8.Chromes is a “major” browser with no option to configure new tab, which is of course unacceptable, which people have been complaining since chrome came out. I dont know any firefox users who havent configured their start page to their liking and disabled said thing.
      9.If you arent following things what happens with your computer, you are right to get into all kinds of trouble for yourself.
      10. Puh-pleeeease.
      11.You seem not to understand anything that relates around computers and security, like someone said this is new low and a thing that should have never happened.

    4. Corky said on March 10, 2016 at 9:47 am

      @James Andrews, TBH I didn’t read the rest of your rather long list as you answered your own question in your opening sentence “mixing security updates with non-security ones is not in MS’ tradition”

  20. Gonzo said on March 10, 2016 at 6:50 am

    If I were still using Windows this would infuriate me. I’d start start calling and emailing MS.
    Make it known that this is not acceptable.

  21. Beyond Novice said on March 10, 2016 at 3:26 am

    I agree with everyone that Microsoft is getting underhanded with its Get Windows 10 advertising. It almost tastes like a gov’t conspiracy! The shameful part of it is that we need to be careful of Microsoft just like any other malware.
    I installed the update KB 3139929 and found a Windows Update in Manage Add On’s under All Add-Ons. I simply disabled it and haven’t had any issues.

  22. captainpixystick said on March 10, 2016 at 2:25 am

    This is all so Microsoft and the NSA can conduct espionage. Pushing this upgrade in a corporate environment wrapped in a faux IE security update is the last straw for me. I’ve been holding off on venturing into the Linux world, but this has pushed me over the edge. I will be running Mint as my primary OS tomorrow, also going to look into specializing in non-Microsoft areas as to distance myself from Microsoft. This will only spell disaster for M$, I am not going to jeopardize my career over it. Looks like lots of youtube training videos in my future.

  23. T J said on March 10, 2016 at 1:59 am


    You can download Win 7 Iso from MS legally :)

    Please read Martin’s article “Download Windows 7 and 8.1 ISO images from Microsoft”
    Martin published the article on February 17, 2016.
    I used Chrome for the download.
    Make sure that you use the RAW data from Pastebin.
    I hope this helps you with your laptop.
    NB read the posts from seeprime and zabouca.

  24. Wayfarer said on March 10, 2016 at 1:39 am

    I have – in essence – 3 computers if I don’t include the 2 Android tablets in the household (and I don’t include them for anything like serious work.)

    My wife’s desktop runs WinXP – she likes it and as it isn’t connected to the internet, I see no reason to worry. She runs standard wp and dp packages that work well and have worked well for years. In fact it successfull runs more useful applications than my Win10 laptop.

    My own desktop dual boots between Ubuntu and Win7. Despite MS besieging it with Win10 ‘updates’ – even they inform me that my Win7 desktop isn’t up to running Win10 (for reasons I don’t at all understand.) Fair enough – I don’t particularly want Win10 on my desktop – I just wish MS themselves would accept that. Thing is that my use of Win7/Linux started off at 80/20%. Currently it stands at 40-60 – in linux favour – and that includes one of the most useful uses of Ubuntu – repairing Windows.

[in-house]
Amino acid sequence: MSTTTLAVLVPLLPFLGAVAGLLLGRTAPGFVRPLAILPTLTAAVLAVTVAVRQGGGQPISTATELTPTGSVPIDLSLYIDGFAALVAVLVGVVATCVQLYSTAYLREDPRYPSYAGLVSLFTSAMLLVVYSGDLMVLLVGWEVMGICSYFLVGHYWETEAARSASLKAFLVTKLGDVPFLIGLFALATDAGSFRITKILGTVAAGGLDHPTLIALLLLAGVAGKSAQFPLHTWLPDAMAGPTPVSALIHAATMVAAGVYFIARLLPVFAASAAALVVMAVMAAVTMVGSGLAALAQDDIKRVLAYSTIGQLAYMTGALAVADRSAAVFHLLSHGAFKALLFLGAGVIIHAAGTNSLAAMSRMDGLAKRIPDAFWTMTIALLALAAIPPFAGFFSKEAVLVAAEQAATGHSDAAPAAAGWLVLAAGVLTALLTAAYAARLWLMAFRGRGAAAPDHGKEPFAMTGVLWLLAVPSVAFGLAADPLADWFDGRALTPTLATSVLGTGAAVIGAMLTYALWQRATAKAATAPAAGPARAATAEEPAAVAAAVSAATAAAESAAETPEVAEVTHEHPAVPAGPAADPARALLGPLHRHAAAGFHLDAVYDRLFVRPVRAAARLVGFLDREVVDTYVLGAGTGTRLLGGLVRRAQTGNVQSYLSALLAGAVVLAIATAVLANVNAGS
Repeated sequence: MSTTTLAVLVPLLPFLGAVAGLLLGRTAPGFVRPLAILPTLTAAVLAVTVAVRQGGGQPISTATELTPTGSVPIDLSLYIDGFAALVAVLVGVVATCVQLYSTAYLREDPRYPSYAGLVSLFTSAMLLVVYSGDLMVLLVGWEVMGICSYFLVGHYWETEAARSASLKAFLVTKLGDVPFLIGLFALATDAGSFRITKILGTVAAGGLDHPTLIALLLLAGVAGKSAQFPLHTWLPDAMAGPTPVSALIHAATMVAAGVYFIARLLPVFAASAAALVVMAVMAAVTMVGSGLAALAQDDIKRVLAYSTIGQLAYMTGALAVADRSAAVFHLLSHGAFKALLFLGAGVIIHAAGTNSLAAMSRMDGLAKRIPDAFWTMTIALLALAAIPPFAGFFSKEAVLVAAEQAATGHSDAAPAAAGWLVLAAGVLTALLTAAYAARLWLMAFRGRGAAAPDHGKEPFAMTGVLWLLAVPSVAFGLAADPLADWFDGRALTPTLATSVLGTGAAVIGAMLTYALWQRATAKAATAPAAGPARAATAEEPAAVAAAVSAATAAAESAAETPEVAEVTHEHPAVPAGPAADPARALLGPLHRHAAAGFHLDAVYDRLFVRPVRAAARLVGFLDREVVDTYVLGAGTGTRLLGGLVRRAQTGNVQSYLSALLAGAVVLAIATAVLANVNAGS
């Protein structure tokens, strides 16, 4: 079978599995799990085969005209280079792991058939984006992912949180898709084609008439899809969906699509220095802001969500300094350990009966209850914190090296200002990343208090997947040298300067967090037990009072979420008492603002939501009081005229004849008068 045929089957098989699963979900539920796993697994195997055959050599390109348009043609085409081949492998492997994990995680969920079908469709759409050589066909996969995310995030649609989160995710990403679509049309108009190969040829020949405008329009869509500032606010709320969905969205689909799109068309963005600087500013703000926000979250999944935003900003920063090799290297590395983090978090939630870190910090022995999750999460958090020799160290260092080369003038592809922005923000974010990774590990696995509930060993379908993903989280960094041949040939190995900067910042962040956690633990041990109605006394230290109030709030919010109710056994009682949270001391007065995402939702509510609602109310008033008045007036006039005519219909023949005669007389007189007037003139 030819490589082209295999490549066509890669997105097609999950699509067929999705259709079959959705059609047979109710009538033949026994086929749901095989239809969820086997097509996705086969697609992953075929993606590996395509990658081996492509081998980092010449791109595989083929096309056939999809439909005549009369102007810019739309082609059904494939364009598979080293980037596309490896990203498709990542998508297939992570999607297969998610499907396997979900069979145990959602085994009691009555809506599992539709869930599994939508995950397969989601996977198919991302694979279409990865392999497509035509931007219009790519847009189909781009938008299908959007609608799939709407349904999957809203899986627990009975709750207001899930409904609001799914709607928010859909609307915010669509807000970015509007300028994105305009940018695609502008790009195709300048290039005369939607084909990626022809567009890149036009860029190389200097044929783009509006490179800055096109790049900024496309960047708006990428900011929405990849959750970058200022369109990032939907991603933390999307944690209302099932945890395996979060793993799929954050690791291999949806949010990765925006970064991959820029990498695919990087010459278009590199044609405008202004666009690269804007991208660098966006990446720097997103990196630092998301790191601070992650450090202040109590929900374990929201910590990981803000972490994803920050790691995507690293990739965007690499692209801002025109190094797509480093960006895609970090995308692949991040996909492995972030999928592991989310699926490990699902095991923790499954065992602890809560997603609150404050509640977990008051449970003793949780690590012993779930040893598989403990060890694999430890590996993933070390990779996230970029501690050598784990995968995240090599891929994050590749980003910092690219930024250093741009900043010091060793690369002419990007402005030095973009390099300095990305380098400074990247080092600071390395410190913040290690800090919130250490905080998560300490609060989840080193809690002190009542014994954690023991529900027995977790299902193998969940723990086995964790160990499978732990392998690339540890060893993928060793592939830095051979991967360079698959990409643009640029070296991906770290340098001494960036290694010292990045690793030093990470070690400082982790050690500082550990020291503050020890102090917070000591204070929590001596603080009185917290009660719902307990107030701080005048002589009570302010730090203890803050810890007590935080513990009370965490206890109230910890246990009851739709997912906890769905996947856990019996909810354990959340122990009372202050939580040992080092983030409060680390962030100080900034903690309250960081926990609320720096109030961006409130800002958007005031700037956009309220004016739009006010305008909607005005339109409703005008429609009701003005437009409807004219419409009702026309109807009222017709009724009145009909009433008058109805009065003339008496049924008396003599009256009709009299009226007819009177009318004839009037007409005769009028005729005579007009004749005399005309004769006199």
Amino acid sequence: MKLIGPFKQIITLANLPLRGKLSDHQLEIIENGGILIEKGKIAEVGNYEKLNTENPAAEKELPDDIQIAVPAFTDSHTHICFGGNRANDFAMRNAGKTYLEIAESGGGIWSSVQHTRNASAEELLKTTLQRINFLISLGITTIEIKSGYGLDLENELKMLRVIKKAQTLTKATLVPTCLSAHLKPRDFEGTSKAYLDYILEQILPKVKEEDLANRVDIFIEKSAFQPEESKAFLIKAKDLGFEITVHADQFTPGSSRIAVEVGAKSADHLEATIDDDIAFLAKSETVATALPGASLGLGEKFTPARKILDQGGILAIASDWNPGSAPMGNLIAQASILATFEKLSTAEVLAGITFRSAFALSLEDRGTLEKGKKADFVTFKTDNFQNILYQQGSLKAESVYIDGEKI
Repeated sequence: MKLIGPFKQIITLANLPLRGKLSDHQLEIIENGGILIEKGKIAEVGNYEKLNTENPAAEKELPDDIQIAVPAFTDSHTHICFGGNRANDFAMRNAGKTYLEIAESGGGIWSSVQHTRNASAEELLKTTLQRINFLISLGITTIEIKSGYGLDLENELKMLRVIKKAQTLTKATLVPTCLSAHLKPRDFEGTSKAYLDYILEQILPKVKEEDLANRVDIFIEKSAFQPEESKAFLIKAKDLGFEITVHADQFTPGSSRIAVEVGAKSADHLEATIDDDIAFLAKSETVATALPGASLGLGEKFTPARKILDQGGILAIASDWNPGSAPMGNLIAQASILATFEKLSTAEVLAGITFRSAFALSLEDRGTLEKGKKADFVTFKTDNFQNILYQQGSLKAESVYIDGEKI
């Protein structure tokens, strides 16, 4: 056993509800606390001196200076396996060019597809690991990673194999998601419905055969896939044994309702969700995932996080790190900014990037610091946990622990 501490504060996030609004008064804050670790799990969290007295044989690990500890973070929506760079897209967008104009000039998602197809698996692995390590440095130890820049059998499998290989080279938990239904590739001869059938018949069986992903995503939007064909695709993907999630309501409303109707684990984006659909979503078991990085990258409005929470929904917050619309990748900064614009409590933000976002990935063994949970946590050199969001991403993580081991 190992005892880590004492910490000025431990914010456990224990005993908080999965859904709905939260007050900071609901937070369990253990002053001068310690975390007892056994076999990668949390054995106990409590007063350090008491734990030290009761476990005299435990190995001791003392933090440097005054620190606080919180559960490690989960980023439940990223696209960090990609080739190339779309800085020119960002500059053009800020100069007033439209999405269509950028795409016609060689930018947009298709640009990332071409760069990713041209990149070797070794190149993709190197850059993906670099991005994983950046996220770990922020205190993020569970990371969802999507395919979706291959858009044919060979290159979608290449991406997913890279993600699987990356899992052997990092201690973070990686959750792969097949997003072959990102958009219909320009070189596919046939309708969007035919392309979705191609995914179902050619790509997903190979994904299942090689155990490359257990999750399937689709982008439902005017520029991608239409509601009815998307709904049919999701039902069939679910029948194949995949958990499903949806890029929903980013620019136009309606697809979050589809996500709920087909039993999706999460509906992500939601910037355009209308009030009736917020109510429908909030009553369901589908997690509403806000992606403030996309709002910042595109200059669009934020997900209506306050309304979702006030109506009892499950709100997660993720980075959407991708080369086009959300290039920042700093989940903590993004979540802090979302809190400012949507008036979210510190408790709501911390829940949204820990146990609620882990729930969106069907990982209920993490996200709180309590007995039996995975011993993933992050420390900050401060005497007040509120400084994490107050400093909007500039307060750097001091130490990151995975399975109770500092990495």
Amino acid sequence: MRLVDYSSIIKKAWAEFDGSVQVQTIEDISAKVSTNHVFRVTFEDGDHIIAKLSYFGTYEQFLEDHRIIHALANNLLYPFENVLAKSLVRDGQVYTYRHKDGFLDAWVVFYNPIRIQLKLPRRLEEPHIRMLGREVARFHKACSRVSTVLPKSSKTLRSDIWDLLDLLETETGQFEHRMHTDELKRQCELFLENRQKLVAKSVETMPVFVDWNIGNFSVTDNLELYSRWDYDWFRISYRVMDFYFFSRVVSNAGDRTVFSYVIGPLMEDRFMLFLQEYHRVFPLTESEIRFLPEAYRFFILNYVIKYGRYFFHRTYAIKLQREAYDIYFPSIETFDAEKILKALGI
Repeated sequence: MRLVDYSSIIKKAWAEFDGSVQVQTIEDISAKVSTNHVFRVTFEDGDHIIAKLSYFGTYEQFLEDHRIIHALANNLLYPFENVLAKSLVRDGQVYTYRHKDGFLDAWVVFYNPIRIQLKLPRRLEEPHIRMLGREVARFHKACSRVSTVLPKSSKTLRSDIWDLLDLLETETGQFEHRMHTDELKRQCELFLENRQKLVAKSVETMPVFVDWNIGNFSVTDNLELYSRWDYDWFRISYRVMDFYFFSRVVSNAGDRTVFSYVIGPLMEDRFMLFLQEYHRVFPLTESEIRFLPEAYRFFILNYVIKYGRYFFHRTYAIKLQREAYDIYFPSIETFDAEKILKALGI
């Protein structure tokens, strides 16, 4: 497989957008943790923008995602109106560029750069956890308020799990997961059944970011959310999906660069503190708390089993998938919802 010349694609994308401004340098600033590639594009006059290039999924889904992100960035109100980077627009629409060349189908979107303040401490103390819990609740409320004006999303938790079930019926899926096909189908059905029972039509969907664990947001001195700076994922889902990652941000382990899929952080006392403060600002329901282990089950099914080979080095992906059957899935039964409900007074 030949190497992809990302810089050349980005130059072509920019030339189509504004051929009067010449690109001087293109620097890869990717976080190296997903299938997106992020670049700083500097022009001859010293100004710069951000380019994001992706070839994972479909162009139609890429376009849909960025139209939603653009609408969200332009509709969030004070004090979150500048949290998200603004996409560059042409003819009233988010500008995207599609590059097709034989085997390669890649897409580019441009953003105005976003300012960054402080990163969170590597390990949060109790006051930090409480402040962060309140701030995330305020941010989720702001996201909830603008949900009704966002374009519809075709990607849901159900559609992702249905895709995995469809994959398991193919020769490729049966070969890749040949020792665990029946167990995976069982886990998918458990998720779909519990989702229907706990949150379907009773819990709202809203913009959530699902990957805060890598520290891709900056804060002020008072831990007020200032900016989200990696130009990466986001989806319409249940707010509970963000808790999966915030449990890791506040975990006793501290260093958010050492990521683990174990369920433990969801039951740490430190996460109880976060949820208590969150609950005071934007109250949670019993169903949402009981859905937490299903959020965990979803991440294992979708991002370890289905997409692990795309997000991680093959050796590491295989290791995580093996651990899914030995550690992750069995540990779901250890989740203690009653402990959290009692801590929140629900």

My laptop runs Win10 – I haven’t had much option in that – my Win8 system ran so poorly I just gave in to the upgrade. But I – very seriously – do NOT like Win10. Though I’m not that upset about the upgrade because – quite frankly – I thought Win8 was rubbish too. In both cases my feeling is that neither Win8 or Win10 are actually operating systems. IMHO an operating system does just that and nothing else – it runs your PC and everything else is your own decision – hardly the position with any MS OS of recent years.

    I’m an inch away fro installing Ubuntu on my laptop too – not dual boot, just Linux 100%. Despite the naysayers I increasingly find it does most of what I want to do on my PC. And if that isn’t 100% of what I need, it seems – increasingly – rather nearer to anything that MS offers. Not to mention considerably less nonsense about activations, copyright and all of the other rubbish users simply should not have to worry about.

    I think there are some common English words that MS increasingly fail to understand. And they are ‘goose’ and ‘golden egg.’

    1. Andrew said on March 10, 2016 at 2:06 am

      Honest question, how do you figure “that neither Win8 or Win10 are actually operating systems”?
      Because of the metro apps? Microsoft has always bundled starter software with their OSs. Actually I think all OSs bundle software, except maybe a few barebone distros.

  25. Straspey said on March 9, 2016 at 11:22 pm

    I almost NEVER use Internet Explorer – as in probably less than ten or twelve times a year. Otherwise I use Firefox (going all the way back to Netscape) as my primary browser and Pale Moon as a secondary backup.

    Besides those two – there are many other viable options, starting with Chrome – so it’s just silly to be bothered by this. I have hidden the entire KB3139929 update and will carry on with my Windows 7 system.

    For the record, I probably will buy a new system sometime this year, at which point I will be happy to have one with Windows 10 pre-installed; however I really don’t want to take the risks with my current machine, which is a few years old.

    1. Gary D said on March 10, 2016 at 1:26 am

      @Straspey, this is a bit off topic but useful info.

      FYI, It is STILL possible to buy Laptops with Win 7 OEM or Win 8.1 installed. :)
      HP, Lenovo, Fujitsu all sell these with Intel i3, i5, i7 and AMD processors.